The Dog Days
Not much happens in the NHL in late July, but the '74-75 Caps were busy
Thirty-four summers ago, Caps general manager Milt Schmidt and his advisors were trying to put together a competitive hockey team to take the ice for the Washington Capitals’ first ever season in the NHL, 1974-75. The Caps drafted 24 players from the existing 16 clubs in the league during the June, 1974 expansion draft. Schmidt and Co. drafted 25 more players in the amateur draft that summer, the most ever chosen by the Capitals.
Those 49 players represented far more in the way of quantity than quantity, as history illustrates. Having added six teams in five years and 12 teams in eight years, the NHL was spread fairly thin in talent at the time. In those days, virtually all the rosters of all the teams in the league were comprised of Canadians. Factor the rival World Hockey Association – then getting set for its third season of existence – into the equation and you had more major league hockey jobs than you had major league hockey players.
Such was the dilemma Schmidt faced that summer. Days after the drafts, Schmidt wrote a check to the Atlanta Flames to purchase aging defenseman Doug Mohns. Mohns was 40 at the time; he turned 41 during the Caps’ inaugural season. Washington’s first-ever team captain, Mohns remains the oldest player ever to pull on a Capitals sweater. Schmidt and Mohns had been teammates in Boston, and Schmidt later coached Mohns with the Bruins.
In the final days of July, Schmidt added three more players to the nascent Washington organization, two of which – like Mohns – he was familiar with from their days together in Boston.
For a period of about 15 years, the swift-skating Williams was the NHL’s all-time leading scorer among American-born players. In 1972-73, Williams jumped from the NHL’s Bruins to the WHA’s New England (later Hartford) Whalers. He scored the first goal in Whalers’ franchise history on Oct. 12, 1972 against the Philadelphia Blazers. After two seasons in the WHA, the 34-year-old Williams was looking to return to the NHL.
Six days after obtaining Williams, Schmidt acquired another ex-Bruin in checking winger Bill Lesuk. Although he broke into the NHL with Boston in 1968-69, Lesuk had gained most of his NHL playing experience with Philadelphia and Los Angeles. Lesuk – who scored 20 goals for the 1969-70 Hershey Bears – had scored 36 goals in 260 NHL games. At 27, he was among the oldest and most experienced of the ’74-75 Capitals.
Finally, on July 29 Schmidt sent cash to the New York Rangers in exchange for 23-year-old forward Andre Peloffy. The Peloffy deal was actually agreed upon a month earlier, when Schmidt agreed not to select certain players from the New York roster during the expansion draft in exchange for future considerations. Peloffy turned out to be those future considerations.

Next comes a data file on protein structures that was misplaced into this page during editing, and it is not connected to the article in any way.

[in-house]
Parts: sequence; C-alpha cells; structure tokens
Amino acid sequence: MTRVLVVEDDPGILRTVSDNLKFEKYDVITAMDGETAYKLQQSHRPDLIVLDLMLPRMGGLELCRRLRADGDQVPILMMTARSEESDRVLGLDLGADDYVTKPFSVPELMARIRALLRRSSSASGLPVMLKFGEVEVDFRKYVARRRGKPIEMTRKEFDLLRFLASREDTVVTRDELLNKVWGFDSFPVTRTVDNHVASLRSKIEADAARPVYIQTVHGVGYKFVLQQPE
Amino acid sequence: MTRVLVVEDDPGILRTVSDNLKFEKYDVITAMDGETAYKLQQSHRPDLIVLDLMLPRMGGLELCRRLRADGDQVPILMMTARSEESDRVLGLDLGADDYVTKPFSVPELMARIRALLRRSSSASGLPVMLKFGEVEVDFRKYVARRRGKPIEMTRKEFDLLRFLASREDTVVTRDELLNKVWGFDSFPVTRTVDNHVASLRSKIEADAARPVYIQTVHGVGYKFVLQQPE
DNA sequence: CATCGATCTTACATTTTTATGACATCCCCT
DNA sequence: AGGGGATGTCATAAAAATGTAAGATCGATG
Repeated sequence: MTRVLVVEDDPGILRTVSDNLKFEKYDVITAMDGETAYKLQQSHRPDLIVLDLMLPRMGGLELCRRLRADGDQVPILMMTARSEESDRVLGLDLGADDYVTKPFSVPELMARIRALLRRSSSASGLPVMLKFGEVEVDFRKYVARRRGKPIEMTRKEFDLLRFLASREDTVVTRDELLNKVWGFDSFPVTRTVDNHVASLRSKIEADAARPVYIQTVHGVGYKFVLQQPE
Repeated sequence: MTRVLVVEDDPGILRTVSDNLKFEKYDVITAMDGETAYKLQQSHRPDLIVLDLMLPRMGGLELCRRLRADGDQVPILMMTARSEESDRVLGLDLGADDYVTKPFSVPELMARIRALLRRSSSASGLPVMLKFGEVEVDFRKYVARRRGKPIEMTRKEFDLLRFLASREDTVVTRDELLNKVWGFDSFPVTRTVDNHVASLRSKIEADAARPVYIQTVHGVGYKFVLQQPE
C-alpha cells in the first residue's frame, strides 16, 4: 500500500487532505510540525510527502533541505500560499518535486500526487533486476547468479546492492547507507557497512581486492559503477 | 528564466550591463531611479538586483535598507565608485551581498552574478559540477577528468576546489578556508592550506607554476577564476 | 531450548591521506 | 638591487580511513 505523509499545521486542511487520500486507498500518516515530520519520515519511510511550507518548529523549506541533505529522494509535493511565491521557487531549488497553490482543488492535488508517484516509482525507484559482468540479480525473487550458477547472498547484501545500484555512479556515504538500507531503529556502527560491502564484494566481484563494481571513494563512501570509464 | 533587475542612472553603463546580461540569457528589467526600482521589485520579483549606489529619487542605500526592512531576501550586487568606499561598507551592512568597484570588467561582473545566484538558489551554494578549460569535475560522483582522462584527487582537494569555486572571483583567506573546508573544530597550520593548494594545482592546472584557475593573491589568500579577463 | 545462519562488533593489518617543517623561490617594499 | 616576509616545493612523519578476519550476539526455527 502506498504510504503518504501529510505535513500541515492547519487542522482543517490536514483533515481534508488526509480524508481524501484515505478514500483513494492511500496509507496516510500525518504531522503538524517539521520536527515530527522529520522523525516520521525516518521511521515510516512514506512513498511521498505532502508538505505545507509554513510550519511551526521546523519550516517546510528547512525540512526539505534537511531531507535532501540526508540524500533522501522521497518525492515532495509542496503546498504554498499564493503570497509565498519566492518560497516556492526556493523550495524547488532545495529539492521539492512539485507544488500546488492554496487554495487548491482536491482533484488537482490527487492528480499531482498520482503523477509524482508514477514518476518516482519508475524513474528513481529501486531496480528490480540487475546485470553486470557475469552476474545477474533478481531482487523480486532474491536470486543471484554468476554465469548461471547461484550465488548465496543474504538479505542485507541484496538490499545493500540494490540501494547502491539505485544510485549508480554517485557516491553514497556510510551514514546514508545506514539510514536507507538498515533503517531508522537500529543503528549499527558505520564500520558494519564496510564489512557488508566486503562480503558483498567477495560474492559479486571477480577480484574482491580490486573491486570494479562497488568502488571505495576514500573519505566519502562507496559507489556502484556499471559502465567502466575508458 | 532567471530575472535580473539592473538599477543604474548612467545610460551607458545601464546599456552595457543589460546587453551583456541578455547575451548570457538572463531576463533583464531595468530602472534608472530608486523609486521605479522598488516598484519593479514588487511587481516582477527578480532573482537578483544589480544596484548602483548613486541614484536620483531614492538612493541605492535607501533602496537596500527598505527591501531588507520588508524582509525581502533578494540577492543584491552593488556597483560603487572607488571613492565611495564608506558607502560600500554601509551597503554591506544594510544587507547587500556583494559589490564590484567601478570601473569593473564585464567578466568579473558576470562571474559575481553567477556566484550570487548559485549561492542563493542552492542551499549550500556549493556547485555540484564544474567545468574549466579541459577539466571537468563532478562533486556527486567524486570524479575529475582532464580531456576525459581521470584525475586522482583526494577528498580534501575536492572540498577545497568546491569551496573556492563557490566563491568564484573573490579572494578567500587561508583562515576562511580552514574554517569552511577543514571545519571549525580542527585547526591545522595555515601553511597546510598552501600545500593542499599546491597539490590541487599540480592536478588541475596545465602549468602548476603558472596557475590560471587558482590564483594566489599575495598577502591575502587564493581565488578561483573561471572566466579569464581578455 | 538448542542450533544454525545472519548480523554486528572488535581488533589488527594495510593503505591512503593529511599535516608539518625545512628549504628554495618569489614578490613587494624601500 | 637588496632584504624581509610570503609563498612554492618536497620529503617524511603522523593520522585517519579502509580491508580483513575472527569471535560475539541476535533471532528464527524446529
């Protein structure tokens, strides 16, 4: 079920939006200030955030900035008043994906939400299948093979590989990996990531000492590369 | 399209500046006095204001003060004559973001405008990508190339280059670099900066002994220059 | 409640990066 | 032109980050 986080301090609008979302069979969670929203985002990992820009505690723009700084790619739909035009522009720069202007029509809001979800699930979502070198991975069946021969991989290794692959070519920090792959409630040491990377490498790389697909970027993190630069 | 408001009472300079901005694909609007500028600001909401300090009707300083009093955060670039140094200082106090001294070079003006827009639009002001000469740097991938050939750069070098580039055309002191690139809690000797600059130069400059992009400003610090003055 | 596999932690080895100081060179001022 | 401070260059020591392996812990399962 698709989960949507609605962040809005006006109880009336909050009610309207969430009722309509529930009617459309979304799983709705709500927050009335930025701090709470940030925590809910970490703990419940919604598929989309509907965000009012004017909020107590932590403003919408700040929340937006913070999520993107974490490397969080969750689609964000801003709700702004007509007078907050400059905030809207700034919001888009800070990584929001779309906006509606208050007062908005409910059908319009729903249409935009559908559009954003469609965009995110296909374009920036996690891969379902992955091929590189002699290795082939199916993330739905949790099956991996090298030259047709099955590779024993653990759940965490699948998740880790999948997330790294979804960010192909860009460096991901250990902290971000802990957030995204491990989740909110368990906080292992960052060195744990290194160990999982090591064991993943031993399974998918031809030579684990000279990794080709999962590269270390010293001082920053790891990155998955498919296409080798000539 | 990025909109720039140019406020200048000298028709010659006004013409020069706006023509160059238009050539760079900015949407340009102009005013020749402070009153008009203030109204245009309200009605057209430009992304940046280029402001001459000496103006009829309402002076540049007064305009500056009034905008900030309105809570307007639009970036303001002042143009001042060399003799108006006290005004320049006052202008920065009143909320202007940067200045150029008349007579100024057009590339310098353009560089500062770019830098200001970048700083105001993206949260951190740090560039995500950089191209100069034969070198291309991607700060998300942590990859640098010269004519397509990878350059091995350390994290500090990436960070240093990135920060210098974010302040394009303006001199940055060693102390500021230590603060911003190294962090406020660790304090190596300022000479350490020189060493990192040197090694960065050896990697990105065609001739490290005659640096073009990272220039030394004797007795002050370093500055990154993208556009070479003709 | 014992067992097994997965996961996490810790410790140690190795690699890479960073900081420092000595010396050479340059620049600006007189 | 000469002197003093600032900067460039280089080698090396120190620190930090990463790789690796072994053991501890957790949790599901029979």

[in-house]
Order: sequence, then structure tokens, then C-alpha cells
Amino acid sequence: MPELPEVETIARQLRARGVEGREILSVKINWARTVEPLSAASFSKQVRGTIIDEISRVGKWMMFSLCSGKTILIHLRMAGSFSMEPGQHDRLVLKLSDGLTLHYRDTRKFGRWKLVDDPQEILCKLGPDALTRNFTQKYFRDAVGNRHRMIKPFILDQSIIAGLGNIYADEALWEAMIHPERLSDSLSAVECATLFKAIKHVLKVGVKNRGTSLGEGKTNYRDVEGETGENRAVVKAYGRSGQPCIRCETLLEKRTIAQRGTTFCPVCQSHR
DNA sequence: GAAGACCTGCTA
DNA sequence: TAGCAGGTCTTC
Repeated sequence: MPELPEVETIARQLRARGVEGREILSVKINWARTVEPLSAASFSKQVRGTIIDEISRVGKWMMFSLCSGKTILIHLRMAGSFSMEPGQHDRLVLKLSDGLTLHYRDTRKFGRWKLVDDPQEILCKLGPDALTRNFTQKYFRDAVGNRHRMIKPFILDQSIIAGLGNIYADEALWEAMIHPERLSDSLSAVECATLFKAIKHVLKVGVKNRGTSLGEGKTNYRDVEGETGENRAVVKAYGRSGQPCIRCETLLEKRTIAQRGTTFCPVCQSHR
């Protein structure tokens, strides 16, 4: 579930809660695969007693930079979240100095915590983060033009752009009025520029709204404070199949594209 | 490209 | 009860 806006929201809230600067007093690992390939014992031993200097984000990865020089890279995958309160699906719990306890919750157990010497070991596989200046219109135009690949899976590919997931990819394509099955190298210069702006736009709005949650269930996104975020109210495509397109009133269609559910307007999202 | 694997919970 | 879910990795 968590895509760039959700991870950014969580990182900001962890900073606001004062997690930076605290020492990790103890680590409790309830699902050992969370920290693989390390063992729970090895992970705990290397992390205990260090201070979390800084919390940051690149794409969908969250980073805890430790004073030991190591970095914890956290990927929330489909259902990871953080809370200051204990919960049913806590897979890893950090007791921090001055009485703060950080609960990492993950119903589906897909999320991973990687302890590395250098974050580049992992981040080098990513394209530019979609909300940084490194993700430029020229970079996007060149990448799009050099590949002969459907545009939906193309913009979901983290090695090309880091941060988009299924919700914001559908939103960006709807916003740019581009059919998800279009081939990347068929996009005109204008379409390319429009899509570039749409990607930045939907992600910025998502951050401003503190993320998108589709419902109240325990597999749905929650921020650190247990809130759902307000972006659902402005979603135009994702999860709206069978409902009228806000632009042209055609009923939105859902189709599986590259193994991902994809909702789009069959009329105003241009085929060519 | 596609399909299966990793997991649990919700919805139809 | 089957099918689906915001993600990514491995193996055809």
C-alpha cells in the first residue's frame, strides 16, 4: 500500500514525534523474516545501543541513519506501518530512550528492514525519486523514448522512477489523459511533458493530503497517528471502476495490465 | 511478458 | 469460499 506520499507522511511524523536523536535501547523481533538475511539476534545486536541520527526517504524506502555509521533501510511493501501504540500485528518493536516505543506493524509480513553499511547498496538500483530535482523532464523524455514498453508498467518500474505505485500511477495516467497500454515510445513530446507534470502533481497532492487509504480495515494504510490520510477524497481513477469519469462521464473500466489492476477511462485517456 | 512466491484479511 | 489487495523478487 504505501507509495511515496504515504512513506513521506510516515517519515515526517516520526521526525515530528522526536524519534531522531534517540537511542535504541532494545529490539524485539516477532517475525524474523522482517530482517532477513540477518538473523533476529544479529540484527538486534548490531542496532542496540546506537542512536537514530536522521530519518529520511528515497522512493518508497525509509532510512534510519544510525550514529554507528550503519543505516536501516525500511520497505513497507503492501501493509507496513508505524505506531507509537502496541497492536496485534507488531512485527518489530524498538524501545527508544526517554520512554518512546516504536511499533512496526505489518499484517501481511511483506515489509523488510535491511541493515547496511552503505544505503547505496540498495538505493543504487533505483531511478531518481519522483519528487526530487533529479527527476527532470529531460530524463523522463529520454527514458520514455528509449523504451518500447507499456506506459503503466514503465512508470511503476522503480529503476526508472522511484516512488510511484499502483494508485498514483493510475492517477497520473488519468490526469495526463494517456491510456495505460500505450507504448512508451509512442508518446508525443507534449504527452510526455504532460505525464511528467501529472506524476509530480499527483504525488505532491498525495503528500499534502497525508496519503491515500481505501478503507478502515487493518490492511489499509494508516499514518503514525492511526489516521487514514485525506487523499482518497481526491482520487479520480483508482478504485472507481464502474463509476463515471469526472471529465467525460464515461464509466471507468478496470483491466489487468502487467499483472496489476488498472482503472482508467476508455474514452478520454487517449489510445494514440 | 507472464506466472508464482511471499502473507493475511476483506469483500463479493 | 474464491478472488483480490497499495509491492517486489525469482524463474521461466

Born in Sete, France, Peloffy was New York’s 10th round (111th overall) draft choice in the 1971 NHL Amateur Draft. Peloffy played his junior hockey in Quebec, and had played three seasons as a pro in the minors in North America before joining the Capitals.
All three of Schmidt’s late-July acquisitions went on to earn berths on Washington’s first opening night roster. On Oct. 9, 1974, the Caps took to the ice for the first time at Madison Square Garden in New York against the Rangers. Peloffy made his NHL debut that night, becoming the first player from France ever to play in the NHL.
The opening night tilt was one of just nine games Peloffy would play for Washington and in the NHL. He was held without a point and posted a minus-8 in those nine games. He spent the remainder of the 1974-75 season with Washington’s AHL affiliate, the Richmond Robins. Peloffy led the Robins in scoring with 73 points (29 goals, 44 assists) in 62 games. He later jumped to the WHA and played in 10 games with the Whalers before returning to Europe where he concluded his playing career at the age of 39 in 1990.
Lesuk spent the entire 1974-75 season with Washington. He led the team with 79 games played, missing just one contest during the campaign. He totaled eight goals and 19 points for the Caps.
Lesuk went right from the ice to the front office, working in the Jets’ scouting department for years. He moved with the team to Phoenix in 1996. Lesuk also served as the director of amateur scouting for the Chicago Blackhawks for several seasons.
Of the three late-July acquisitions in the summer of ’74, Williams had the longest NHL career and also stayed in Washington the longest. He led the first-year Caps in all offensive categories with 22 goals, 36 assists and 58 points. Williams was the only one of the three who was still with the club when the Caps’ sophomore season of 1975-76 got underway.
A widower with five children, Williams missed his family and became frustrated by the Capitals’ perpetual losing ways in the middle of that ’75-76 season.
Shortly after the Caps absorbed a 14-2 beating at the hands of the Buffalo Sabres on Dec. 21, 1975, Williams announced his retirement. He decided he would spend Christmas at home with his children.
Williams passed away in 1992 at the age of 51. Along with Mohns, goaltender Ron Low and Yvon Labre, he remains among the few well-known Caps from that first season.
That week late in July of 1974 came just days before Richard Nixon resigned the U.S. presidency in disgrace. Washington’s maiden voyage on the ice didn’t go much better; the Caps were 8-67-5 that first season. But that busy week in late July of that summer stands as one of the busiest late July weeks in franchise history.